“The reason we went so photography-heavy,” adds Bauer, “was the concern of the post-production time, in that with a feature you’ll have much more time to develop your assets and the sim work – all the stuff that you would otherwise shoot. We didn’t have the time to do that, and I wanted to go into post with photography that covered all the bases. Then the CG was all about holding it together. We’ve stuck to that because we really liked the way it looks. The thing is, as the shots get more complex, you end up needing to shoot more elements if you’re going to follow the same philosophy.”

As the VFX work did become more complex season over season, Kullback (who joined the show in Season 2) and Bauer (who started in Season 3), found themselves investing more time in the planning stages. They also learned they could delegate more via a large team of virtual and previs supervisors, and an army of on-set effects supervisors working with different units, including motion control. “Once upon a time we’d be the people running the little dragon heads on sticks around the set,” says Bauer.

The duo says their approach to the visual effects work took a major leap in Season 3 for a moment in which Daenerys orders one of her dragons to kill the slaver Kraznys. “It is the first time that a dragon roasted somebody on camera,” says Bauer. “And that was the first time we made the argument to production to set up an on-set fire stunt rather than doing CG fire.”

Other game-changing VFX moments identified by Bauer and Kullback included the fighting pit sequence in Season 5, where Daenerys climbs onto the back of her dragon, and other sequences involving Wun Wun the giant in battle that had to be shot motion control (“These were the early steps that lead us to the rather intensive machine of techvis and preparation and motion control,” says Kullback).

That close reliance on planning and on photographed elements was often also in concert with the special and practical effects teams on the show, so much so that a very large miniature was built and exploded for the final season. “I would dare say that we’re the only production that would have supported that approach for this event,” argues Bauer. “If practical effects teams have ever been concerned that their jobs were going to be diminished with CG they should have worked on Game of Thrones because our guys were taxed to the max. Special Effects Supervisor Sam Conway and his team were hand in glove through almost all of this.”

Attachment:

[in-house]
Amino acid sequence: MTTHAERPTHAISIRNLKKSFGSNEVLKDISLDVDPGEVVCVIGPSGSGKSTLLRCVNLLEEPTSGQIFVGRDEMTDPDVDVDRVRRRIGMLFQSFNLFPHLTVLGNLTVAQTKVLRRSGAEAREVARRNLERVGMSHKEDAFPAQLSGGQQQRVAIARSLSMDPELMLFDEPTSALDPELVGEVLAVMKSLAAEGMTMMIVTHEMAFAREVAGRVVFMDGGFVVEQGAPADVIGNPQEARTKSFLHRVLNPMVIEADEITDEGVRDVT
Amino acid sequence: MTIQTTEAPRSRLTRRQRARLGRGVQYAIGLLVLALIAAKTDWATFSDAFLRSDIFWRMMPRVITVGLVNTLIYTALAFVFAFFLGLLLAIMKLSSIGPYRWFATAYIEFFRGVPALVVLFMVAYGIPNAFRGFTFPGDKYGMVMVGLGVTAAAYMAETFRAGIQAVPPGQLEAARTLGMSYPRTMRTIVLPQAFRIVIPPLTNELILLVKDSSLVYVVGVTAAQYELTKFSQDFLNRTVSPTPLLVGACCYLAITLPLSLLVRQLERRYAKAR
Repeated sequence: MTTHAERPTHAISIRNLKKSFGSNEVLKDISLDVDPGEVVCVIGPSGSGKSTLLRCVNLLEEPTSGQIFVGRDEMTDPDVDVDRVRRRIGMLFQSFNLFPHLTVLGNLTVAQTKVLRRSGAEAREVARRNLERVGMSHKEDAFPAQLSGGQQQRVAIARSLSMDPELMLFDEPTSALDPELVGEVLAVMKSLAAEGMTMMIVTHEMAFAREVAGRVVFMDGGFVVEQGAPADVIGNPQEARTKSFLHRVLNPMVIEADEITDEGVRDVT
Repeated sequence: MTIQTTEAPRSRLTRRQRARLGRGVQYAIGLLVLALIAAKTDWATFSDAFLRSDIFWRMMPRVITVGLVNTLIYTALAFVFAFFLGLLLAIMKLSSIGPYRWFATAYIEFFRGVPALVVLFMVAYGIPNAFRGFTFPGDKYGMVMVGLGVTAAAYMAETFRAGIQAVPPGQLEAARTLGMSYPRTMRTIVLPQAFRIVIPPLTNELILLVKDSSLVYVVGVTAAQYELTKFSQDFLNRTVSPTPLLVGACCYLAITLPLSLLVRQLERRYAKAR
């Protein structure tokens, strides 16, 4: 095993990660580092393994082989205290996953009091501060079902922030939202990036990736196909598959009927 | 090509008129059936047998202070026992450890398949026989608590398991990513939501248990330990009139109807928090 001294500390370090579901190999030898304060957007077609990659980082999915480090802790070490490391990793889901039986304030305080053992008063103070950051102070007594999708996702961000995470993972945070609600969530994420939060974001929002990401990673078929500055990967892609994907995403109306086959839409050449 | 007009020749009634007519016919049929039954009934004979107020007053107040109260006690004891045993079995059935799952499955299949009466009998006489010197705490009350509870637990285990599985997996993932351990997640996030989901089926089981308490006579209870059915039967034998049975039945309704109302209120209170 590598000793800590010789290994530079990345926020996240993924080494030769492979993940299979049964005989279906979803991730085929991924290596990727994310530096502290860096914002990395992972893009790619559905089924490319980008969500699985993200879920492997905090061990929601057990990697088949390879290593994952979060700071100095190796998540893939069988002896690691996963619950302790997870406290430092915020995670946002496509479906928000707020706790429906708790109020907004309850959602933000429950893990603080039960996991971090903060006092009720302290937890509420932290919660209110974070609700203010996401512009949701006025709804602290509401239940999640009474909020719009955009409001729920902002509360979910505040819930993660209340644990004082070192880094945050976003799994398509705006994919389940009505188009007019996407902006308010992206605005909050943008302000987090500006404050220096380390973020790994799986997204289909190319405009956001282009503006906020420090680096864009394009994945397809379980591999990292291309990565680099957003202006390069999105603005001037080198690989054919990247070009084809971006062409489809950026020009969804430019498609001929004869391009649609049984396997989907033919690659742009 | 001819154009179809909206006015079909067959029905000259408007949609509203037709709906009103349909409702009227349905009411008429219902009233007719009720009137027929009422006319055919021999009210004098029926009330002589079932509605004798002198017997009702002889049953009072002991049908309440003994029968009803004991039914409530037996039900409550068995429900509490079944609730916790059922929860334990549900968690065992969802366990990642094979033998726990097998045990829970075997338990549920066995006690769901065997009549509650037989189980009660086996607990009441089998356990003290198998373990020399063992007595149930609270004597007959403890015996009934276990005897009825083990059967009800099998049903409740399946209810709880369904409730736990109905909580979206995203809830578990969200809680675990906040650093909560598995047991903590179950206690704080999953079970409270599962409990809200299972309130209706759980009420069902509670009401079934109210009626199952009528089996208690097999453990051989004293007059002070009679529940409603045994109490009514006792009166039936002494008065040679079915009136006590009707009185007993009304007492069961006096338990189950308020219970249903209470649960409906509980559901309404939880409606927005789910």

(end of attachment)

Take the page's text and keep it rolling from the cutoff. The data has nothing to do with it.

Over the years, Game of Thrones’ visual effects workforce has been spread out over several countries. But before shots even got into post-production, another of the show’s point of differences was the close involvement of virtual supervisors on set from The Third Floor, which tackled previs, techvis and virtual production.

“We had so much material that needed to be shot and produced in a relatively short period of time that there was no other way to do this than to be so well planned out,” says Kullback. “So that when you’re walking on set you know exactly where the camera’s going to go, exactly where the hundred tiles of Unsullied are going to need to be and moved around for a particular shot.”

Bauer says that his experience on other productions was that film crews were traditionally not so accepting of previs or techvis. But the visual effects supervisor adds that, on Game of Thrones, “the work has gotten so complicated, and the timeframe for achieving it was so tight, that the camera and grip crews would seek out the information from us. They’d ask, ‘Do you have a diagram for where the dolly track goes in relation to the greenscreen and where the greenscreen goes?’ Everyone understood the advantage of having this stuff worked out ahead of time instead of trying to solve it on the day, which would have been disastrous.”